Seagrasses as indicators for coastal trace metal pollution: A global meta-analysis serving as a benchmark, and a Caribbean case study
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Seagrass beds are highly productive coastal ecosystems providing a large array of ecosystem services including fisheries and carbon sequestration. As seagrasses are known to be highly sensitive to anthropogenic forcing, we evaluated the use of trace metal concentrations in seagrasses as bioindicators for trace metal pollution of coastal regions at both global and local scale. We carried out a meta-analysis based on literature data to provide a global benchmark list for trace metal accumulation in seagrasses, which was lacking in literature. We subsequently carried out a case study at the Caribbean islands of Cura硯 and Bonaire to test for local-scale differences in trace metal concentrations in seagrasses, and internal metal allocation. The benchmark and local study show that trace metal concentrations in seagrass leaves, regardless of the species, can vary over a 100e1000-fold range, and are related to the level of anthropogenic pressure, making seagrasses highly valuable indicators.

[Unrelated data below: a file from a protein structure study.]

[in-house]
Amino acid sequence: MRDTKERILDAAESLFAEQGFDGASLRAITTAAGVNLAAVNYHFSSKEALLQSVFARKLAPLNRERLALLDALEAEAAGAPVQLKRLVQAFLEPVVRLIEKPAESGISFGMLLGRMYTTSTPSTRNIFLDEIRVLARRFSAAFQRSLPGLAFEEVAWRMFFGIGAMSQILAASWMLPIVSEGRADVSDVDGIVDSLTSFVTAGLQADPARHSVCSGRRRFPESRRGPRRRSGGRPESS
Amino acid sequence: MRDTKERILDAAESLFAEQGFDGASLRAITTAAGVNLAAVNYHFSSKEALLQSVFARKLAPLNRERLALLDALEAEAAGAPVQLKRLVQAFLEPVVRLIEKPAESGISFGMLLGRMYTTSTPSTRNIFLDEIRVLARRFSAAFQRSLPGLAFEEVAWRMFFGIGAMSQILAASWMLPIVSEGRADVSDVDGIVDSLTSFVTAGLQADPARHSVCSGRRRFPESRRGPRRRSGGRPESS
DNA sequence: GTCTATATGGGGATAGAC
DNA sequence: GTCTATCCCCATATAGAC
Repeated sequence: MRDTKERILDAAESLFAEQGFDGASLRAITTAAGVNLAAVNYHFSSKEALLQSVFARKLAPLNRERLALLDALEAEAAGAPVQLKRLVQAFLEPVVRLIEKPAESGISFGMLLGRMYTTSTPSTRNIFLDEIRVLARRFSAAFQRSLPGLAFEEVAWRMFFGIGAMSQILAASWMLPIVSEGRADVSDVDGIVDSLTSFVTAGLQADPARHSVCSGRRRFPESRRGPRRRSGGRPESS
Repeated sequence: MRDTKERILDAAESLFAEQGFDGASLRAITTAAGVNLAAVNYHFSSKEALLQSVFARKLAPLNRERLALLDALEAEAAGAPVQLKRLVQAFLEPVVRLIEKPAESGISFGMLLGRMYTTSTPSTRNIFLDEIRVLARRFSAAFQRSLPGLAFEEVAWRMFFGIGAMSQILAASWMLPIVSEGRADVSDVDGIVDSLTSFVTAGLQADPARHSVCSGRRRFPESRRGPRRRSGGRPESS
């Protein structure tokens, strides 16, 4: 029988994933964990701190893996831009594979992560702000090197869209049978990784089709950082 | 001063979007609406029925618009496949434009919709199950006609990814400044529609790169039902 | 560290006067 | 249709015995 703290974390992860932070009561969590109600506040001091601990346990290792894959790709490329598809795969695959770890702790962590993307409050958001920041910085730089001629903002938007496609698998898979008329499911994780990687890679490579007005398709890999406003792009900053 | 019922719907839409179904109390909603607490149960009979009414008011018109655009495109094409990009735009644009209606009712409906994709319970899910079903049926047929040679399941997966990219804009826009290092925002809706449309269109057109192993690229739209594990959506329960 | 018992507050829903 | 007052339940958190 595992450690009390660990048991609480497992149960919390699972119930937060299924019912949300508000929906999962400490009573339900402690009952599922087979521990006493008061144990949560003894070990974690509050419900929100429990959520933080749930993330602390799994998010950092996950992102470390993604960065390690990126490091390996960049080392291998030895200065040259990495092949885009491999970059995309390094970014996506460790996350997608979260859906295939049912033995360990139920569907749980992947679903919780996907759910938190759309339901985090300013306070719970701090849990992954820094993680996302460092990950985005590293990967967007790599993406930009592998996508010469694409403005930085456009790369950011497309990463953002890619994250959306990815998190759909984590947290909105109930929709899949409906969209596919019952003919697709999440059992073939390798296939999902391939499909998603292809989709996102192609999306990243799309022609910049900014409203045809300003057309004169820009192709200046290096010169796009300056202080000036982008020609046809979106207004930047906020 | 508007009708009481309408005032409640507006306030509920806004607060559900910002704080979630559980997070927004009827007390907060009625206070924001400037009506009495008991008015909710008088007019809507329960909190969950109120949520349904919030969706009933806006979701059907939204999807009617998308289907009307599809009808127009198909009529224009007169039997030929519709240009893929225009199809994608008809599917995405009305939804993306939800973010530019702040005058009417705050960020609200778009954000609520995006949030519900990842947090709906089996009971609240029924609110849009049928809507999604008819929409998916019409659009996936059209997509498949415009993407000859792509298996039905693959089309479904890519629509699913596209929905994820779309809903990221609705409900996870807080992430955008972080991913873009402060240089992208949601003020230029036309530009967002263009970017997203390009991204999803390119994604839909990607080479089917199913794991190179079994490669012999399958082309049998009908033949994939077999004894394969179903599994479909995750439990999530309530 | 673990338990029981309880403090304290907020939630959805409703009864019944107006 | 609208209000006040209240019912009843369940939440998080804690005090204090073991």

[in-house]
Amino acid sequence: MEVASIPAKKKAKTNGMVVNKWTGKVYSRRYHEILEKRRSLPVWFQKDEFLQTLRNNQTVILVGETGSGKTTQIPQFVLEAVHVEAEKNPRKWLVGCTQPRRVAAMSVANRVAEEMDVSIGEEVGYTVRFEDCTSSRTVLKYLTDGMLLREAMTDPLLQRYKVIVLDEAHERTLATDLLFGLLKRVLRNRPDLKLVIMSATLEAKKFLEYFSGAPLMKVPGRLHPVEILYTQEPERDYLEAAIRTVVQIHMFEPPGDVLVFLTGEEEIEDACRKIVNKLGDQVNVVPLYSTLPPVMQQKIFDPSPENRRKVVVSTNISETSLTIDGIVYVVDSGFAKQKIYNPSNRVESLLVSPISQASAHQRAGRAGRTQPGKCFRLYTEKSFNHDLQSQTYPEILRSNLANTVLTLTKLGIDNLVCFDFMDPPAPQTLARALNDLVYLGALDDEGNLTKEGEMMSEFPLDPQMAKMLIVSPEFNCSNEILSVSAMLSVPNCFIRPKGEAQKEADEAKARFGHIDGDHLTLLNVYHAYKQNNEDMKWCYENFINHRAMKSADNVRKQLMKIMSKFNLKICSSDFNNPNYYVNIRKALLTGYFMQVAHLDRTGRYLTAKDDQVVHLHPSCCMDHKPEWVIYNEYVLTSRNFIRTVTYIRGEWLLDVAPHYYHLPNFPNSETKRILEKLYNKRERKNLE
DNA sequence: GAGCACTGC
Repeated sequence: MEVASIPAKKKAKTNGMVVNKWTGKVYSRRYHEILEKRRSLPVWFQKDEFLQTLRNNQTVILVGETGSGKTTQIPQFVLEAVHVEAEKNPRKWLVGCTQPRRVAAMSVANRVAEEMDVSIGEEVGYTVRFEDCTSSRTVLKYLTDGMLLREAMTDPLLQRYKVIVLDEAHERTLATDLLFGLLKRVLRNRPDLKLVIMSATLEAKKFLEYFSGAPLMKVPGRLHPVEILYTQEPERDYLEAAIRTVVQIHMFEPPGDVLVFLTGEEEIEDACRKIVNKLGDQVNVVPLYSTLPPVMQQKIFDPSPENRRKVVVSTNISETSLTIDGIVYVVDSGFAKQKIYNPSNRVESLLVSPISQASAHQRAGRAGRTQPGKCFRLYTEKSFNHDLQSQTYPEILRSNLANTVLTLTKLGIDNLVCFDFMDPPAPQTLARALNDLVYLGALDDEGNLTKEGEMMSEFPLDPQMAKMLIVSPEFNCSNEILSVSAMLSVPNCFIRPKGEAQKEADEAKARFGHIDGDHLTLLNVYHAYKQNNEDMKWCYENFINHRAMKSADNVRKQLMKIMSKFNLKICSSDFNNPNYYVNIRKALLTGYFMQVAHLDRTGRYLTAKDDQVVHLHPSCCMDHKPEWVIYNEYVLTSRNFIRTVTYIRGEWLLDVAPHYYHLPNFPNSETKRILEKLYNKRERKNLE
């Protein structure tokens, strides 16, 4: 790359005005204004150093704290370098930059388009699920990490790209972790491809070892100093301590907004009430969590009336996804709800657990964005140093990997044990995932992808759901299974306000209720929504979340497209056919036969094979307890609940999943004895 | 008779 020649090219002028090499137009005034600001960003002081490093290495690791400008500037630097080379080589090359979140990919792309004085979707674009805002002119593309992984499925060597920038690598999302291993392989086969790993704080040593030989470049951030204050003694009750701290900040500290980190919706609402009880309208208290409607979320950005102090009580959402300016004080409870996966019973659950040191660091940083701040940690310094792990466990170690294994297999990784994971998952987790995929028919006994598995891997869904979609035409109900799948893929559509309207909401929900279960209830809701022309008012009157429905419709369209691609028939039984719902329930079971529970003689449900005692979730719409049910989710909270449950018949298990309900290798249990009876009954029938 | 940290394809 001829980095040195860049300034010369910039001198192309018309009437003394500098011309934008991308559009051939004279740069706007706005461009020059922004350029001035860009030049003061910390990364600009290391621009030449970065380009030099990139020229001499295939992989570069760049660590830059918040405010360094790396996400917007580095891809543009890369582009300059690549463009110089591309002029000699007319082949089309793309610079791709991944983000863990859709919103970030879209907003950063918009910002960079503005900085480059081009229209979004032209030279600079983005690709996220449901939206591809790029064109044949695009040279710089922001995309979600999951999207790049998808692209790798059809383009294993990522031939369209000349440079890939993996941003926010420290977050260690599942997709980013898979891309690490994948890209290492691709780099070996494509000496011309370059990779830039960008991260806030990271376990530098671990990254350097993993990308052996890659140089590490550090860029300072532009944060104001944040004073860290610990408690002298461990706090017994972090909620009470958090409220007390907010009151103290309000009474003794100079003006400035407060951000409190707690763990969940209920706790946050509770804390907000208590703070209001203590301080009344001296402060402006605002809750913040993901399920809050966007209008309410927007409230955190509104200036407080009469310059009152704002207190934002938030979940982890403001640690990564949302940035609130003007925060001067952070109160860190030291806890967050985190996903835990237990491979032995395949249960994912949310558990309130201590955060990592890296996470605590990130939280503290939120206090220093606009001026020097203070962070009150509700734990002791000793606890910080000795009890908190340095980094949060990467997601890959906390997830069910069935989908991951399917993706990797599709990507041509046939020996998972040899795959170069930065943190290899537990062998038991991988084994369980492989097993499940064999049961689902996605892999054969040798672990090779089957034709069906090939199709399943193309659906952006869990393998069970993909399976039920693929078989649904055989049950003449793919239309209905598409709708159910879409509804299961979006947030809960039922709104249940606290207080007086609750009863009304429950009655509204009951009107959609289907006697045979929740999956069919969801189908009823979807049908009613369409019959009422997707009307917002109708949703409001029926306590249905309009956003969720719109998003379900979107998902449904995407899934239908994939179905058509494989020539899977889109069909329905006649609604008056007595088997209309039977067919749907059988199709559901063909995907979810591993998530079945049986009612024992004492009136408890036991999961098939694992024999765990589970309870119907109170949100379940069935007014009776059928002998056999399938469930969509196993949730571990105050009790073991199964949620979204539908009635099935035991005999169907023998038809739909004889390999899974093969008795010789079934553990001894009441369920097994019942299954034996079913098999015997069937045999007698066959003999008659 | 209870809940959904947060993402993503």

Marine and Estuarine Ecology (incl. Marine Ichthyology)
Environmental Science and Management not elsewhere classified